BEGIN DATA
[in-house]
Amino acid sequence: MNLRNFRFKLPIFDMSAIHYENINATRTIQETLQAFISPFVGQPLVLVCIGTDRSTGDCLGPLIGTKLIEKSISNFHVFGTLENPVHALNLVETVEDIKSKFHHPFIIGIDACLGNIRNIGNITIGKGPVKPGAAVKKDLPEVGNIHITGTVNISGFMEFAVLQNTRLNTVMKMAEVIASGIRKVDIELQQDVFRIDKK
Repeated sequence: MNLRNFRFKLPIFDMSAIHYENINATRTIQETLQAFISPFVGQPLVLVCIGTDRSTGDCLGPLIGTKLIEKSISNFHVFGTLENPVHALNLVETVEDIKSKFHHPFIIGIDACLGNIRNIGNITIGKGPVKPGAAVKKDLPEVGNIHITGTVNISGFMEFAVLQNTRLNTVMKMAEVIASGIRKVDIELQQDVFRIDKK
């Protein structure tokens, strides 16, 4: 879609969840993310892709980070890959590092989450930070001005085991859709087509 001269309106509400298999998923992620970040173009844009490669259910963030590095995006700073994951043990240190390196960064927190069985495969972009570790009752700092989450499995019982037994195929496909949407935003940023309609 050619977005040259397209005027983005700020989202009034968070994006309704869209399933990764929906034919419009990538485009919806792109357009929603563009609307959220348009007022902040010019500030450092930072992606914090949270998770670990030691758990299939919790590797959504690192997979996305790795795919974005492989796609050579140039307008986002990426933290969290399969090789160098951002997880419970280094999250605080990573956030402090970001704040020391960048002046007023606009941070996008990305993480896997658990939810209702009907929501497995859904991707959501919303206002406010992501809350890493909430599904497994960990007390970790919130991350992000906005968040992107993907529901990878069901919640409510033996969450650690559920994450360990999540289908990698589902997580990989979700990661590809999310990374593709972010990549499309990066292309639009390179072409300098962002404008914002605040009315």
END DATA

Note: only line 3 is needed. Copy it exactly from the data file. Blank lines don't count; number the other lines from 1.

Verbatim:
Repeated sequence: MNLRNFRFKLPIFDMSAIHYENINATRTIQETLQAFISPFVGQPLVLVCIGTDRSTGDCLGPLIGTKLIEKSISNFHVFGTLENPVHALNLVETVEDIKSKFHHPFIIGIDACLGNIRNIGNITIGKGPVKPGAAVKKDLPEVGNIHITGTVNISGFMEFAVLQNTRLNTVMKMAEVIASGIRKVDIELQQDVFRIDKK